Mary gave an annoyed chuckle. “No, last night you weren’t thinking clearly, when you practically fell through the front door upon the witching hour. Nearly took all night for me to haul you up to bed. And the vomit! Next time I’ll make you sleep in it.”

It now became apparent that he had more rum the previous night than he originally thought—or remembered. But now that the subject was broached, he noticed his shirt was stained something awful, with crusty, brown smudges here and there, and when he brought it up to his nose for further inspection, he was greeted by a putrid stench.

The rant, which he so carefully tried to avoid, was inevitable. Mary continued on by nagging about how he never studies and hardly attends lectures; how he sits around like a log and never helps around the inn; and, because a rant of Mary’s would not be complete without it: how he never tidies his room.

She might have carried on all afternoon had it not been for the rising smell of burning bread coming from the kitchen. “Oh dear! The bread! I’ll see you downstairs for brunch, Dear.” Then, before slamming the door in disgust, she warned, “Ten minutes!”

Stretching one last time before starting for his bedroom, Lucian acknowledged once more the lovely day that had fallen over his quiet town. Walking into his room now, he sat upon his bed, noticing that he did feel somewhat dehydrated. I think I’ll stick with ale from now on, he determined confidently. As though it would make his newly discovered headache subside, he rubbed his temples. Upon doing so, he wondered how indeed the headache had been inflicted. Was it Mary and her rant? A hangover? A combination of the two? It had been a long while since his last consumption of rum, or any hard liquor at that. Usually he preferred MaDungal’s fine ales, of which there was a plethora; but last night he supposed he would add a dash of spice to his evening—a debt he was paying presently.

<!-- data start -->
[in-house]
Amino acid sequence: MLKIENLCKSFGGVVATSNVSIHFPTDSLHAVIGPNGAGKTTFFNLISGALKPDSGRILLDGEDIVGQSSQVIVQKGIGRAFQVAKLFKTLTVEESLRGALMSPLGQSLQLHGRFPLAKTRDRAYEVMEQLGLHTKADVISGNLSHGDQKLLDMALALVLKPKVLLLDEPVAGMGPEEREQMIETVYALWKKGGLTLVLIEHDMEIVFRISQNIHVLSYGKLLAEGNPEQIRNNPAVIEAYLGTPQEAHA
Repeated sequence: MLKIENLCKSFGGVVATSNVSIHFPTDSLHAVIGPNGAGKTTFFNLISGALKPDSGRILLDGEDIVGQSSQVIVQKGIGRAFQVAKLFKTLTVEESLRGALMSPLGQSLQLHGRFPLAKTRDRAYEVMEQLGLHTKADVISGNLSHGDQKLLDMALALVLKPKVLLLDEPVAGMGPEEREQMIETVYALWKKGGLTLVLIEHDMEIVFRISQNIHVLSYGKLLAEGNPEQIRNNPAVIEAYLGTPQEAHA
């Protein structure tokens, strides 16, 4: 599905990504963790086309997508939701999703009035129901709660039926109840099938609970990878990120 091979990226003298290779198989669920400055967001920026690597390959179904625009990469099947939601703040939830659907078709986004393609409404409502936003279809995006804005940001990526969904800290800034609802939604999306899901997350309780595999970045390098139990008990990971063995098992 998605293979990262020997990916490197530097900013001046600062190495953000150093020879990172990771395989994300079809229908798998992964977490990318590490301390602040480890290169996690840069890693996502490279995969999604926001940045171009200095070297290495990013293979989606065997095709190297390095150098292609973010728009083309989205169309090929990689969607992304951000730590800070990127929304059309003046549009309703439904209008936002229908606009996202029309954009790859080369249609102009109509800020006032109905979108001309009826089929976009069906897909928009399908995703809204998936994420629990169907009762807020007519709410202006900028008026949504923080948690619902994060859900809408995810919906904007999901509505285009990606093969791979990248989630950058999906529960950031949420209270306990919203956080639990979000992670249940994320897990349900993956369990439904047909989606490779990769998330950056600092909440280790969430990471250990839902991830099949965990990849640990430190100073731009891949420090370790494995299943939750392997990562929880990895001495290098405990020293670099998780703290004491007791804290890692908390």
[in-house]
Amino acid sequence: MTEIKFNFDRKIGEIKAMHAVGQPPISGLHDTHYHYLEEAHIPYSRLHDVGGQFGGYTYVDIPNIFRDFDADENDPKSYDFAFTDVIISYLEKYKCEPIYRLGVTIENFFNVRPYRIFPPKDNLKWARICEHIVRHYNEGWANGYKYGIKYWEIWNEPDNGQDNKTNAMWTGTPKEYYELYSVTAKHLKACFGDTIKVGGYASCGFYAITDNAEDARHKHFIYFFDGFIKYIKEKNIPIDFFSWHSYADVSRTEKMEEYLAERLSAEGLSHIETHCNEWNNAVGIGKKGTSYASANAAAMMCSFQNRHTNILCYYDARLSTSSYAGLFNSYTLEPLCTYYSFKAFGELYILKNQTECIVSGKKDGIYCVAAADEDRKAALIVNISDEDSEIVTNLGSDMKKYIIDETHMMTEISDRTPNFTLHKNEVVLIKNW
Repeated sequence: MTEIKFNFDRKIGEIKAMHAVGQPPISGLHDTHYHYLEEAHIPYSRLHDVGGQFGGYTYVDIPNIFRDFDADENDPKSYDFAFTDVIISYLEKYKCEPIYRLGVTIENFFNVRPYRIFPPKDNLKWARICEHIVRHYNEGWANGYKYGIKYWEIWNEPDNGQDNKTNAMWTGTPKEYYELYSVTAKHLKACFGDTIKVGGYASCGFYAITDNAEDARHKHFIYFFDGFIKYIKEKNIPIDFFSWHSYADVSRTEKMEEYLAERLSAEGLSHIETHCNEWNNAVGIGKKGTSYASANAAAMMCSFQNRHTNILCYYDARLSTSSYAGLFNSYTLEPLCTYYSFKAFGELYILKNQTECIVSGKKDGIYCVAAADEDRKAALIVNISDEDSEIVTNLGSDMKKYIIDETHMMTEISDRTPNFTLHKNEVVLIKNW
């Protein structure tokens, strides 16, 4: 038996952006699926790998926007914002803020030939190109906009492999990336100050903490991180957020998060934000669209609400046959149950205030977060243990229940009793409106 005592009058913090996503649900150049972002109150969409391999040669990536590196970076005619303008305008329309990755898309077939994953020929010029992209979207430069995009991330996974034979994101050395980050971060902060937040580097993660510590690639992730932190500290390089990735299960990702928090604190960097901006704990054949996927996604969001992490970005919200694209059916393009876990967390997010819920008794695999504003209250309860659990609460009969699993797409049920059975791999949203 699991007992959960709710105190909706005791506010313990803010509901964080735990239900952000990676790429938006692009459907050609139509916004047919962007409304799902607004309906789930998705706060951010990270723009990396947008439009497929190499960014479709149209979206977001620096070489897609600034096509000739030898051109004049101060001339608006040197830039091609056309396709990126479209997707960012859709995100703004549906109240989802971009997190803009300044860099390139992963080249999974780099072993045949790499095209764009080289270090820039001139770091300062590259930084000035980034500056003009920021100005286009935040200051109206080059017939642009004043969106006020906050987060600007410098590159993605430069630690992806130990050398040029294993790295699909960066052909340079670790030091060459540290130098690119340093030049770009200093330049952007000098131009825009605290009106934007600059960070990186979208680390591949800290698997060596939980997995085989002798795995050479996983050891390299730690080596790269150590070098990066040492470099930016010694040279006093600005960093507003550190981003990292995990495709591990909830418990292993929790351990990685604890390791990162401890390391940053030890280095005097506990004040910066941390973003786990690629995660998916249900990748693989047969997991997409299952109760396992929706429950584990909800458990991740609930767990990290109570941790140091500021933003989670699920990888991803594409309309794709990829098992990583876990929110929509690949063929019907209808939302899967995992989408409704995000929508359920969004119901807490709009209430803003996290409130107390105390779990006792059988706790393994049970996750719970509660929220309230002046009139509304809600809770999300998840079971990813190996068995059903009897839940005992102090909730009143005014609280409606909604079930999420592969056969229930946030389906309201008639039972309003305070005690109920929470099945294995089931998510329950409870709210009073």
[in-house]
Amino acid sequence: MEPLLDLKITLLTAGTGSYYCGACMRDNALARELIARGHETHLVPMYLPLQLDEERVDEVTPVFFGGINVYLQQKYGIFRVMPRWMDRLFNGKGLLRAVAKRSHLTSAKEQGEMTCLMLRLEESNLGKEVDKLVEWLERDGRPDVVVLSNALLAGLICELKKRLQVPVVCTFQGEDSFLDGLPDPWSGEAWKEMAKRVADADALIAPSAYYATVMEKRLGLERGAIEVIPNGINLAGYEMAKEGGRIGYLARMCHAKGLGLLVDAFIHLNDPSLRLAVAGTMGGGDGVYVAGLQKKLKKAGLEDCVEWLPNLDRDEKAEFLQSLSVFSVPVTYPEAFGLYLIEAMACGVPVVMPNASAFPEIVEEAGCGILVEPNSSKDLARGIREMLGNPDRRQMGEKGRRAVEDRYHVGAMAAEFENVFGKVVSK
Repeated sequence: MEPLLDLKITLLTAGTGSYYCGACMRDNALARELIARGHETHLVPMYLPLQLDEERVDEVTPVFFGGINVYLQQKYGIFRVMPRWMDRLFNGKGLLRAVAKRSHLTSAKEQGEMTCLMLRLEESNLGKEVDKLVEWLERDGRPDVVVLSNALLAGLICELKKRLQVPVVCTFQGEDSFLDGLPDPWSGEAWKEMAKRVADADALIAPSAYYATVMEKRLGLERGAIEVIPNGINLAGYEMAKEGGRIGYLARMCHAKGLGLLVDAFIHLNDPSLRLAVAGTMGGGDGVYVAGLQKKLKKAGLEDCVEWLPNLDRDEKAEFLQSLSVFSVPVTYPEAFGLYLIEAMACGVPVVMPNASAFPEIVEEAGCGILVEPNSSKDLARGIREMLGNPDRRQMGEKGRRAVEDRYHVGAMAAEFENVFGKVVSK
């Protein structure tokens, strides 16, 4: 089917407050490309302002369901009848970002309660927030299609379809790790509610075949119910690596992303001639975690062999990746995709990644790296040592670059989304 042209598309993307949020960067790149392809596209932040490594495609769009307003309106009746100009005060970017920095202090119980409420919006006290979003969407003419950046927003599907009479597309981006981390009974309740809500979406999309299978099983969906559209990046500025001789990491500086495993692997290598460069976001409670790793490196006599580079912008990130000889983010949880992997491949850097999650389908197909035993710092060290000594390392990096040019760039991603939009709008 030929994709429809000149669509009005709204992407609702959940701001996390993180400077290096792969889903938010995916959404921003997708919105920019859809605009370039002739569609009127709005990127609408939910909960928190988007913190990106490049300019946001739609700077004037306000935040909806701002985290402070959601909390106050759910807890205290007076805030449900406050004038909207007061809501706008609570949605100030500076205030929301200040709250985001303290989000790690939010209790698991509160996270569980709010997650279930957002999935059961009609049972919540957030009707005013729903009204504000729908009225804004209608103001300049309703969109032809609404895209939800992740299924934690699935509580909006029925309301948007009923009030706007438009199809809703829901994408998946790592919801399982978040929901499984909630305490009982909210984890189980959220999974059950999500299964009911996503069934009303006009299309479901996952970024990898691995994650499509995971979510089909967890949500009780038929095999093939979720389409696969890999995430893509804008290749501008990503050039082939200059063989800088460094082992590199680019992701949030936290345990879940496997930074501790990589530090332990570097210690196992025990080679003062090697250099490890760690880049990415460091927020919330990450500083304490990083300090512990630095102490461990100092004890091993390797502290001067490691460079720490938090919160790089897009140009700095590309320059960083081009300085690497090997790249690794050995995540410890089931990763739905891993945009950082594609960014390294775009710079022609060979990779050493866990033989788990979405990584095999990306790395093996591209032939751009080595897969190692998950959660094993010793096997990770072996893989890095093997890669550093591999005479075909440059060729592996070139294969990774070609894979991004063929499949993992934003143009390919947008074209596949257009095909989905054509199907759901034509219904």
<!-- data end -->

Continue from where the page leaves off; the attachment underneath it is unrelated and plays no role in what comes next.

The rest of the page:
Lying down, just for a moment, he thought about his childhood, as he was accustomed to in quiet times. The unclear waves of his past touched down foggily and rippled away into various distorted visions. Ever since Mary told him how she took him in, he pondered the features of his mother, wondering what she looked like before he was born and now. He envisioned a tall woman, with olive skin and silky, flowing hair—like his own, but longer—with thin arms and slender legs. Then his mind automatically strayed toward his father, and what his name might have been, and what size shoe he wore, and how big his arms were, and how deep his laugh was. Perhaps he was a warrior, who met a glorious end in battle in the name of his country. Or perhaps a lesser fate claimed him, something much less admirable than those of old stories.

But, whatever the terms by which his father passed, if in fact he passed at all, Lucian figured he would never come to know. That did not bother him. What truly bothered him was the fact that he was not sure if he cared.

Mary was now at the point of spontaneous combustion. She called Lucian with a tone that suggested it was the last time she would do so before action was taken, and thus he heeded her. That afternoon, several paying customers were enjoying brunch in the dining room—a large sitting area with six long tables, decorated with floral designs and flowerpots. Large square windows were set within the stained-wood walls here and there, their curtains drawn to let sunlight frisk freely through.